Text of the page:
Ang Lee’s sense and sensibility

Story written by Laura Cacace.


The auditorium at Mamaroneck High School is filling up, the room buzzing in anticipation as one man walks unnoticed down the aisle toward the stage. He sports a puffy blue coat, snow boots and a backpack. Only when he reaches the stage and turns around do I realize who he is — Academy Award-winning director Ang Lee.

His appearance at the high school was hosted by The Center for Continuing Education of Larchmont and Mamaroneck. (Lee and his family have been living in Mamaroneck for a number of years.) “I’m a very spaced-out person,” he says once he’s onstage later in the evening. “My attention span doesn’t last more than one minute, but I’m good at hiding it. I had to pretend I wasn’t dreaming (when I was younger). My mind was always drifting away.”

Lee’s father, the principal of his high school back in Taiwan, had trouble understanding his son, who was shy and could never quite focus on his schoolwork. But Lee knew he was different. His whole family was. His parents moved to Taiwan from China before he was born, rendering themselves and their children “outsiders.” And many of the characters and stories he feels drawn to are the ones where the “outsider” triumphs in some way, big or small.

“In some ways, I feel at home being an outsider,” Lee says. “I have more of a sense of belonging in an imaginary world.” His father didn’t understand his choice to pursue acting when they lived in Taiwan. “Film people” in Taiwanese society were perceived as those who did not behave well, who didn’t conform to social norms. As a high school principal, Lee’s father was all about good behavior. But Lee didn’t let his father’s opinions stop him. After studying acting in Taiwan, he moved to the U.S. in 1978, where he attended the University of Illinois as a theater student.

“I felt that only through pretending I could touch the truth,” Lee says. It was why he wanted to study acting and, ultimately, why he chose film. “I couldn’t be an actor. I couldn’t speak English. So I turned to directing.” That’s how he found himself at New York University, where he received his master’s degree in film production. Fortunately for us, he never looked back.

Lee has since directed a wide range of movies that nonetheless contain a common thread — the clash between the head and the heart. It’s the subject of “Sense and Sensibility” (1995), which won an Oscar for star Emma Thompson’s adaptation of Jane Austen’s novel; “Crouching Tiger, Hidden Dragon” (2000), an Oscar winner in the Best Foreign Language Film category; and the groundbreaking “Brokeback Mountain” (2005), which earned Lee his first Oscar as Best Director. He also won for “Life of Pi” (2012). Other notable films include “Eat Drink Man Woman” (1994), filmed in Taiwan in Mandarin, and “Hulk” (2003), about Marvel’s troubled green superhero.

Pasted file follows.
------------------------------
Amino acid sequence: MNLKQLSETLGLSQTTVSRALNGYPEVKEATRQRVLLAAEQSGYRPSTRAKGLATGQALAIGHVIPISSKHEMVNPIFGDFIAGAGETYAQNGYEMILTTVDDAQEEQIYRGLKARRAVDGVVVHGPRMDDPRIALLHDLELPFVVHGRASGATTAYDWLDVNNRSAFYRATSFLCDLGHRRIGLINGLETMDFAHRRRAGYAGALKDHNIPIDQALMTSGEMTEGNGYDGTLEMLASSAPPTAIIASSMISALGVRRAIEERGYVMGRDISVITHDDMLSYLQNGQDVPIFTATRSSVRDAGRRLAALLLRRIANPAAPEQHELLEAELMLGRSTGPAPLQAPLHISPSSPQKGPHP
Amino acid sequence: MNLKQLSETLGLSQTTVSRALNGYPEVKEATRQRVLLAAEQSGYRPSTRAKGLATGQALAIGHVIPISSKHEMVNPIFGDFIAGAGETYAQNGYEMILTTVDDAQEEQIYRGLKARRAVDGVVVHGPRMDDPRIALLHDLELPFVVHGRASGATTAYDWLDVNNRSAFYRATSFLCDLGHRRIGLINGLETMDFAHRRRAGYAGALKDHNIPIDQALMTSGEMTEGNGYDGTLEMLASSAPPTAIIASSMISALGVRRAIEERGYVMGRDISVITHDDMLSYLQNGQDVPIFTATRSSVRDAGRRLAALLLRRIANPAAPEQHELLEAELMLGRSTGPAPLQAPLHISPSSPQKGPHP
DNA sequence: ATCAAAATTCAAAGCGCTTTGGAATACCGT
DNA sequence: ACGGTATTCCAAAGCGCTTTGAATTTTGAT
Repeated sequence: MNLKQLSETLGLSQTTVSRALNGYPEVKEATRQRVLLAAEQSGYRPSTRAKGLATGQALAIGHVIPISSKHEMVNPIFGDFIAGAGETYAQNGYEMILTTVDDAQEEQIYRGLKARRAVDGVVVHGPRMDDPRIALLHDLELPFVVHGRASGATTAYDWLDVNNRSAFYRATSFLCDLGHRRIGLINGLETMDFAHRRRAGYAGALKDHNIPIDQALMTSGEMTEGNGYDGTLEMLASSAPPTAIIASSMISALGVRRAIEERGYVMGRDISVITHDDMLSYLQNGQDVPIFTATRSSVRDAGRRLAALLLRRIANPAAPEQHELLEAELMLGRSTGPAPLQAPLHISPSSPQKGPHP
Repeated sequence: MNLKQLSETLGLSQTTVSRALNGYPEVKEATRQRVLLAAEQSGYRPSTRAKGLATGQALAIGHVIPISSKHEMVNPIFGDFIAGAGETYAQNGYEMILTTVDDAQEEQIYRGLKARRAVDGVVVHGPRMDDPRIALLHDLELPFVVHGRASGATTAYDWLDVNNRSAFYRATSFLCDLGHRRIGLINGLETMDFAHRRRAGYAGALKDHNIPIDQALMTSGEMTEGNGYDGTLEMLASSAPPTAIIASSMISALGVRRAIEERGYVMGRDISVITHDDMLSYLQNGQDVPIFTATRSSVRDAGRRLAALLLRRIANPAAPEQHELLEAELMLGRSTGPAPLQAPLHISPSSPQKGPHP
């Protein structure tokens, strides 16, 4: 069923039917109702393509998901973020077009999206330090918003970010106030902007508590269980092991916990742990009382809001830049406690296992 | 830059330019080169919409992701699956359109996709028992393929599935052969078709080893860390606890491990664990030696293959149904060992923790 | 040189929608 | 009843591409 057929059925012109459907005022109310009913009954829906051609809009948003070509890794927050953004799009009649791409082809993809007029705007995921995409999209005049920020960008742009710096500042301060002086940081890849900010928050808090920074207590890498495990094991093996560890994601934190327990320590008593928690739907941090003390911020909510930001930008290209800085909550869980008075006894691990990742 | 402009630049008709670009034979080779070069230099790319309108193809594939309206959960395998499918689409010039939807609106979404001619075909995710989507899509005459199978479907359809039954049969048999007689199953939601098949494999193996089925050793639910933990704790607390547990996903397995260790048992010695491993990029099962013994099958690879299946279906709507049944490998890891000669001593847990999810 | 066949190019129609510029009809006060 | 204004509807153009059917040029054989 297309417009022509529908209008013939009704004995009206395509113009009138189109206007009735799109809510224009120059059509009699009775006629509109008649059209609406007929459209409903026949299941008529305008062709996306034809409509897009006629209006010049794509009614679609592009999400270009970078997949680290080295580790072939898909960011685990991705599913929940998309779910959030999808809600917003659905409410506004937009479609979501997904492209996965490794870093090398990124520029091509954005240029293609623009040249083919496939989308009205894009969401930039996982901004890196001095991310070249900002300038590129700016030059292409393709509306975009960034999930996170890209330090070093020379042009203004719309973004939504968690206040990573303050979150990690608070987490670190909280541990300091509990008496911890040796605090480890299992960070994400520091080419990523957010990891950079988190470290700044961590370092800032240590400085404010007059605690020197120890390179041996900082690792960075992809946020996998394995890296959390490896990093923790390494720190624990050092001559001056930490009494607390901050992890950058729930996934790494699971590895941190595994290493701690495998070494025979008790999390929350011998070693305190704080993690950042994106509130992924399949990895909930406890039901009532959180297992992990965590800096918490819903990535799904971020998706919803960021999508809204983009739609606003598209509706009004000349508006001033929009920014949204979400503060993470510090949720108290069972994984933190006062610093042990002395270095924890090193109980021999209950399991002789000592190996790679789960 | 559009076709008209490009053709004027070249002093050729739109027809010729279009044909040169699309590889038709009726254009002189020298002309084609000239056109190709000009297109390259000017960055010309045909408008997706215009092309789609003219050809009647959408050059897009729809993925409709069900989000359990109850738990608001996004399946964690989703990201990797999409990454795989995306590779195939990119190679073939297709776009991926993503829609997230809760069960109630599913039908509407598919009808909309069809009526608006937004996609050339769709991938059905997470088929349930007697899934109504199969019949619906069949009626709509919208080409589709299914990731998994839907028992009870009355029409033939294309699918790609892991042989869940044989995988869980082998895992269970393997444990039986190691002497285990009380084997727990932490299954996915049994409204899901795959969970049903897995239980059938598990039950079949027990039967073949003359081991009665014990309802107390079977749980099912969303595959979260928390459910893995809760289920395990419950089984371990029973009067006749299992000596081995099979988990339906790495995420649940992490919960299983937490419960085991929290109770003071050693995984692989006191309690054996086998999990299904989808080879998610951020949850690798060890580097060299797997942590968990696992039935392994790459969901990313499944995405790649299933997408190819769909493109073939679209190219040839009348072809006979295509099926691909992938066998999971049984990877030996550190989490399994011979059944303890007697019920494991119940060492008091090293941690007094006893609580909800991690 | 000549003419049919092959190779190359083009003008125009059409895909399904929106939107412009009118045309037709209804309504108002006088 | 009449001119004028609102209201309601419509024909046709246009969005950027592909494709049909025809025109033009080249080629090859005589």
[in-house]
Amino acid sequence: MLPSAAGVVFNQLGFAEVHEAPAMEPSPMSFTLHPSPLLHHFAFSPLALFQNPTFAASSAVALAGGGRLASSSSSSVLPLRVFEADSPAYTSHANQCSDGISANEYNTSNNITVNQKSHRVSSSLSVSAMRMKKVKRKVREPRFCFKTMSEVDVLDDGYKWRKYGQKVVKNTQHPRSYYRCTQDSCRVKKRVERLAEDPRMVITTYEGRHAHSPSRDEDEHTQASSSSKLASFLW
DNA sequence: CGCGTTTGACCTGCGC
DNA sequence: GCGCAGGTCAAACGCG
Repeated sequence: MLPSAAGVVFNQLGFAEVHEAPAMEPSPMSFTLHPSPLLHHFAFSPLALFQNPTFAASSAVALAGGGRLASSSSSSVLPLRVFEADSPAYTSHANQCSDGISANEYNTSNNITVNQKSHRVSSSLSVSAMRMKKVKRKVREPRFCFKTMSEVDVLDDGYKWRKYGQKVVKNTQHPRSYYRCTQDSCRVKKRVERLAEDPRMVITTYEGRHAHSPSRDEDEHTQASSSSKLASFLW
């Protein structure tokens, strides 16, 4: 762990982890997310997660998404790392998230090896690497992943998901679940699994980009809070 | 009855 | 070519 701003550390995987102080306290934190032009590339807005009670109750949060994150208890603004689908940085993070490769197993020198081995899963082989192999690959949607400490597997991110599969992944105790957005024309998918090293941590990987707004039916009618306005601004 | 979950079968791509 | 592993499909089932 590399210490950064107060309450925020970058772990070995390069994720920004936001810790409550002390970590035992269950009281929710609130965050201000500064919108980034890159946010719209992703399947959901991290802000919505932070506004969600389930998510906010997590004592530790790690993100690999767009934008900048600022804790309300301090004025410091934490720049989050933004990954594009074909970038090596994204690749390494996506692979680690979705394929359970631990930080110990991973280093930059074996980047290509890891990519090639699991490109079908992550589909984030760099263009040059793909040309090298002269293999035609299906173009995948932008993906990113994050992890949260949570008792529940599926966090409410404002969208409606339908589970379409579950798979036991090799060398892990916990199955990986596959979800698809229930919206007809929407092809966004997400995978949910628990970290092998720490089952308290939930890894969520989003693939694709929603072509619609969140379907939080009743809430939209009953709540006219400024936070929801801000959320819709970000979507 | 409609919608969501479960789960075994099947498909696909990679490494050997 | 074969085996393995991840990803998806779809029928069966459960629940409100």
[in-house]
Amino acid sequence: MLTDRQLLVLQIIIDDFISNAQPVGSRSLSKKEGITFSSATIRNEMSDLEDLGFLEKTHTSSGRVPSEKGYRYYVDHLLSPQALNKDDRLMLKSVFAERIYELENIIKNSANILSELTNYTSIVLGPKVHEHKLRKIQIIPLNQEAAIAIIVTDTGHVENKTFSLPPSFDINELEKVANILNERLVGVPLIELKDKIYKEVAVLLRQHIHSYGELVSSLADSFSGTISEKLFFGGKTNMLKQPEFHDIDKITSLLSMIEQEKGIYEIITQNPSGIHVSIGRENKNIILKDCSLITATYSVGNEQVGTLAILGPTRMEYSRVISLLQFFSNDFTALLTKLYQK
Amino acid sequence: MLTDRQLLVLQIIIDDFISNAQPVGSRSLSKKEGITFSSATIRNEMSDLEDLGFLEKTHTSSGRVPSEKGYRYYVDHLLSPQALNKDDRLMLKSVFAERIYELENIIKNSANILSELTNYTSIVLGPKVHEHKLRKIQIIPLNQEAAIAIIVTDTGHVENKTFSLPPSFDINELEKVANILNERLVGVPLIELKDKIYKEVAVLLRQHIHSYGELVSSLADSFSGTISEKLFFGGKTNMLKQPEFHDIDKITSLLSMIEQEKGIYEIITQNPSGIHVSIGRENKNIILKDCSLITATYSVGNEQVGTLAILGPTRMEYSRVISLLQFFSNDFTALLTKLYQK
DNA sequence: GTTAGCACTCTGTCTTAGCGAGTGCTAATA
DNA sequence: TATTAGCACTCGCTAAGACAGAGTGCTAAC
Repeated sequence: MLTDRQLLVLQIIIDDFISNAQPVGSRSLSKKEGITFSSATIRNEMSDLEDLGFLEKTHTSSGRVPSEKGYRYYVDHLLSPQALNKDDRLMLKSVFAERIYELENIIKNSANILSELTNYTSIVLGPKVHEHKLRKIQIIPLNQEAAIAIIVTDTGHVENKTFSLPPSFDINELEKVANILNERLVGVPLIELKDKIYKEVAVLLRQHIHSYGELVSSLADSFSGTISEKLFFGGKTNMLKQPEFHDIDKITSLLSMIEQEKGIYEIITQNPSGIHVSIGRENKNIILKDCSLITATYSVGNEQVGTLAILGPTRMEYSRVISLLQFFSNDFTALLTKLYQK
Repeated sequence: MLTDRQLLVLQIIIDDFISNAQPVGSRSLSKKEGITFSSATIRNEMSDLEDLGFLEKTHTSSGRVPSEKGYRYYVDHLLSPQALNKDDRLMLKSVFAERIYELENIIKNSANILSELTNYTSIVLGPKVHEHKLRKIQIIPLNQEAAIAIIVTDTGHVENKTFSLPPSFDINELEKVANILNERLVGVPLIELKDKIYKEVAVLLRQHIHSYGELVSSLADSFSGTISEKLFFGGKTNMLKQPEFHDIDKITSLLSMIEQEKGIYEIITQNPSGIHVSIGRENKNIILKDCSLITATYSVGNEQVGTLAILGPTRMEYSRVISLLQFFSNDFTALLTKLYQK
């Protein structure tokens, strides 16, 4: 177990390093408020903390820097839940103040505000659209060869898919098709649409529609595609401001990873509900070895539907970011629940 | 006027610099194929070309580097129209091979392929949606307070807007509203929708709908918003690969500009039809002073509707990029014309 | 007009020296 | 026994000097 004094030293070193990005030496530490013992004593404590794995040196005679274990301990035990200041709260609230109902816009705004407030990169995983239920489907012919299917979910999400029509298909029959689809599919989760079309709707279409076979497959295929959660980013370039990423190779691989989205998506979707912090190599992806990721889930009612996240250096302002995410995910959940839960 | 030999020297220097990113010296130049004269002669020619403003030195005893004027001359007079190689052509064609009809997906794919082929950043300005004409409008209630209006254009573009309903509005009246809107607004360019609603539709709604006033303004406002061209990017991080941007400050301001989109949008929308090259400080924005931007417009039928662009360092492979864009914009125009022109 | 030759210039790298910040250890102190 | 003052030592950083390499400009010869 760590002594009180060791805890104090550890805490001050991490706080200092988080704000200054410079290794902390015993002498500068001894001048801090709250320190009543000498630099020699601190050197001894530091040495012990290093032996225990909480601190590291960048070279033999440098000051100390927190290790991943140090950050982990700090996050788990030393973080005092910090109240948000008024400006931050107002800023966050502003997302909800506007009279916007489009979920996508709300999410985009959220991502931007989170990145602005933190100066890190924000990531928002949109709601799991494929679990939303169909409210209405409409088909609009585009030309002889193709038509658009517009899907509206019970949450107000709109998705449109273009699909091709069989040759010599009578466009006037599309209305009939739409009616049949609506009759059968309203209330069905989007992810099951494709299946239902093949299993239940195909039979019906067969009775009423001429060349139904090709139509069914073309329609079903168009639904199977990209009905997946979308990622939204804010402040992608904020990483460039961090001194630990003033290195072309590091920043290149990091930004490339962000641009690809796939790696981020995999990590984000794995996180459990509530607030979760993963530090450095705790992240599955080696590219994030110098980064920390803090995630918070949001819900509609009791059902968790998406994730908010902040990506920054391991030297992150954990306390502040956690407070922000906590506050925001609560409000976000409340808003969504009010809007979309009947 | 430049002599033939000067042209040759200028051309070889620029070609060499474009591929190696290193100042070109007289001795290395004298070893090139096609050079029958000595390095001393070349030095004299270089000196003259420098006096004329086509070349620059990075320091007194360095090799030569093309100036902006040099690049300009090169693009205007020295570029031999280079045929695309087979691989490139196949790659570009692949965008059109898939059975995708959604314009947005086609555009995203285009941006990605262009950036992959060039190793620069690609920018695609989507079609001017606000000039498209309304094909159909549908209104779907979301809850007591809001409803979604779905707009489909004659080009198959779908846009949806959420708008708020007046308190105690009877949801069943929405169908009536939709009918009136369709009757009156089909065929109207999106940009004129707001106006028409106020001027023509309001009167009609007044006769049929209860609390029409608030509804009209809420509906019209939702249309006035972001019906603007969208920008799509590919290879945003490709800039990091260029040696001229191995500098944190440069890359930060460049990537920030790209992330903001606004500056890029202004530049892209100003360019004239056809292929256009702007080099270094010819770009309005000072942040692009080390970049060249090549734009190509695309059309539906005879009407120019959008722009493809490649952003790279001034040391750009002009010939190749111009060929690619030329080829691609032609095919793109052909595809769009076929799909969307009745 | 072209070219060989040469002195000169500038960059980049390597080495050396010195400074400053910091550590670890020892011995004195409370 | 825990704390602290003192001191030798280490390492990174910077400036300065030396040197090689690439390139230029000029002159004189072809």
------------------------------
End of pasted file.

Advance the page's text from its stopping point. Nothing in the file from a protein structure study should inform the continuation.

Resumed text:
Diversity isn’t necessarily something he strives for, though — it just kind of happens. When asked how he selects screenplays to bring to life on-screen, Lee says, “Sometimes, I feel it [the screenplay] selects me. Like I’m a slave. I never really plan on it. I’m looking for things I’m curious about. It’s not necessarily about characters. It’s about elements that speak to me. Like gay cowboys.” He’s quick to correct himself, “They’re sheepherders actually, not cowboys.”

Lee always looks for the interesting, the conflict, the strange, the things people might shy away from at first glance. The elements — a poignant love story that just happens to be between two men, a young boy who’s lost everything, but finds comfort in the presence of a tiger that may not be a tiger at all, a man who transforms into a big, green monster when he gets angry — though perhaps unexpected, are what bring out emotions somewhere deep inside, and that’s what compels Lee the most.

“I think of myself as a vessel. I have a lot of curiosities with the world, with myself and with my actors and I put them all together. When I see people react to that, I don’t feel so lonely.”

For Lee, filmmaking isn’t just about putting out a product or receiving accolades. It’s how he makes sense of the world around him. “I don’t feel like I’ve worked one day,” he says with a smile. “I’m very fortunate.”

Someone in the audience asks, “Are there any movies you wish you had made?”

“No,” he says quickly, and everyone claps. He’s laughing now. “Do I regret my own life?” he asks, and it isn’t clear whether he’s asking this of the audience or himself, but his answer is still the same, “No.”

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